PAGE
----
About the Titford Canal
The Titford Canal is less than 2 miles long and leaves the Old Main Line at Oldbury Junction beneath the elevated M5. At the top of the six locks, often known as The Crow (after a local industrialist), is the highest navigable part of the Birmingham Canal Navigations at 511ft (467m). It terminates in the wide expanse of Titford Pools and is the second highest canal in the UK. At the top lock the restored Titford Pumphouse, which once housed a Boulton & Watt steam engine, is now the headquarters of the Birmingham Canal Navigations Society. The Tat Bank Branch navigable feeder supplies water from Edgbaston Reservoir and is used for moorings but only navigable to the first bridge.
The pools were constructed in 1773-4 by James Brindley as a reservoir to feed the Smethwick Summit Level of his Birmingham Canal. This original Smethwick summit was three locks higher than the current level which caused delays from congestion especially at the flight of six locks at Smethwick. Smeaton engineered a three lock reduction in height which opened in 1790. The Titford feeder was eventually made into a navigable canal, opening in 1837, serving local coal mines.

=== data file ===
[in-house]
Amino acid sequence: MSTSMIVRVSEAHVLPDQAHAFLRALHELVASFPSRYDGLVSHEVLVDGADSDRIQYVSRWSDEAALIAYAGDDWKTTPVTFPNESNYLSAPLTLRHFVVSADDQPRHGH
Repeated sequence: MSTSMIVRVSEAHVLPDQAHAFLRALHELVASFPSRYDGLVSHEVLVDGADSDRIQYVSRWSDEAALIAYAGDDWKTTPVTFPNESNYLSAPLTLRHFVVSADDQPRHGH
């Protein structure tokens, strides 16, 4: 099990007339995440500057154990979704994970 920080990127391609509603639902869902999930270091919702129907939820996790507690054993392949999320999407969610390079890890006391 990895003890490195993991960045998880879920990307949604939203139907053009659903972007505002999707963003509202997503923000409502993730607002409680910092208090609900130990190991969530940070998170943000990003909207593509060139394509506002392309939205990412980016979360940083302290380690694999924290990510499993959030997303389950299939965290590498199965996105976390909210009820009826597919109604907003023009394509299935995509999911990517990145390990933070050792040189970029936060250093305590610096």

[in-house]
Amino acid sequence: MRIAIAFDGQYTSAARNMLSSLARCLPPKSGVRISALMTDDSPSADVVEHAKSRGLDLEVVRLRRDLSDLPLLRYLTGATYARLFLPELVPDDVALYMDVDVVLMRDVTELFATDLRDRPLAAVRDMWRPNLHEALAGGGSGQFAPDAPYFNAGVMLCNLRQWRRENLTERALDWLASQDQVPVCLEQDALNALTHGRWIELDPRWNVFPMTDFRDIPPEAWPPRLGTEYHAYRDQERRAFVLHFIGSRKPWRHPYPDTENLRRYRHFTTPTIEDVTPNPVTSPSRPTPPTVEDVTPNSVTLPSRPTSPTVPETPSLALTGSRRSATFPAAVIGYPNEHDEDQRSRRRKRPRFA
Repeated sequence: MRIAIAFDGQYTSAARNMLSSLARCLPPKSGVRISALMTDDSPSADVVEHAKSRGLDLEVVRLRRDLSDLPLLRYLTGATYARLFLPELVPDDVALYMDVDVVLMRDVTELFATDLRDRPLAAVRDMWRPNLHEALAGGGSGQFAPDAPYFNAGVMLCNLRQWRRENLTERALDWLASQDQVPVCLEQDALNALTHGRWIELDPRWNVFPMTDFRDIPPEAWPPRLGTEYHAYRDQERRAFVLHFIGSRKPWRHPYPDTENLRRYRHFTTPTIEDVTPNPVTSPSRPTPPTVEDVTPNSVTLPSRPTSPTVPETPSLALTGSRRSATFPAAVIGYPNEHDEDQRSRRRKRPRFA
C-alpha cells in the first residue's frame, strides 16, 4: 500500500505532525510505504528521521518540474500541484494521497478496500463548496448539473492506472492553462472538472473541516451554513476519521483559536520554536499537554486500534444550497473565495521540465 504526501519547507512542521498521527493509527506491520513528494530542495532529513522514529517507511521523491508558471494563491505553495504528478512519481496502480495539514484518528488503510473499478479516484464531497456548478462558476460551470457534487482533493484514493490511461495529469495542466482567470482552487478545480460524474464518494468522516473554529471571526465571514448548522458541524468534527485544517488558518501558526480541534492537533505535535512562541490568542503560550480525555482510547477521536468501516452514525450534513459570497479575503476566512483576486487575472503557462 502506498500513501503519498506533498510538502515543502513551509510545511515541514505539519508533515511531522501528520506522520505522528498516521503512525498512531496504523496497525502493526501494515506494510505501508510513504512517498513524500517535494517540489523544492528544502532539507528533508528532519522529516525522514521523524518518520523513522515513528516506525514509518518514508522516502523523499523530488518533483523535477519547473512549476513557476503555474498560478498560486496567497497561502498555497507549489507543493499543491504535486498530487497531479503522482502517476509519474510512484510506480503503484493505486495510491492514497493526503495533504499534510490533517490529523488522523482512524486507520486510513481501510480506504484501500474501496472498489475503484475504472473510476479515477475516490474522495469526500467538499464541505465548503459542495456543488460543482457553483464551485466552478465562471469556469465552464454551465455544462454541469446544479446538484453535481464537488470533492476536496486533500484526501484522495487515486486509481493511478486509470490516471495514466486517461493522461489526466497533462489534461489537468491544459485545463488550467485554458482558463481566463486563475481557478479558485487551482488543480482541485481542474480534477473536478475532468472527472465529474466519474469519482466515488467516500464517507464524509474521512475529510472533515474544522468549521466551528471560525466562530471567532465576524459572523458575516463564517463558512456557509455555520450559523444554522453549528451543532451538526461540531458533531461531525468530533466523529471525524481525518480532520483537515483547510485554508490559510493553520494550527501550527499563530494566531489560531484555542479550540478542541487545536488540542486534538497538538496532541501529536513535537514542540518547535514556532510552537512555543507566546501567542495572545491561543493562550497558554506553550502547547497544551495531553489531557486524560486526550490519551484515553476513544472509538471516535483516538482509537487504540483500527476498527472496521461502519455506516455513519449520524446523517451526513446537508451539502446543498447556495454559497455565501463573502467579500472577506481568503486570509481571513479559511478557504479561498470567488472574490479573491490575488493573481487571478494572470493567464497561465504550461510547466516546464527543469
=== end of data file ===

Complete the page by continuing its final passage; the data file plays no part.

In the 1930s the pools were the site of the Titford Pleasure Park run by the Titford Lake Company with rowing and motor boats, fishing, refreshments, an 18 hole putting green, a shooting range and swimming displays. In 1938 a sighting of the Titford Monster was reported in the local press as a stunt for the Oldbury Carnival. IWA held National Rallies of Boats at Titford in 1978 and 1982.
Beyond Jarvis bridge the canal branches at Portway Green Junction; the Portway branch runs South West with a link into the main pool whilst the Causeway Green Branch turns North West and goes under the M5 to the small pool.
[Photo: Locks on the Titford Canal – by Tim Lewis]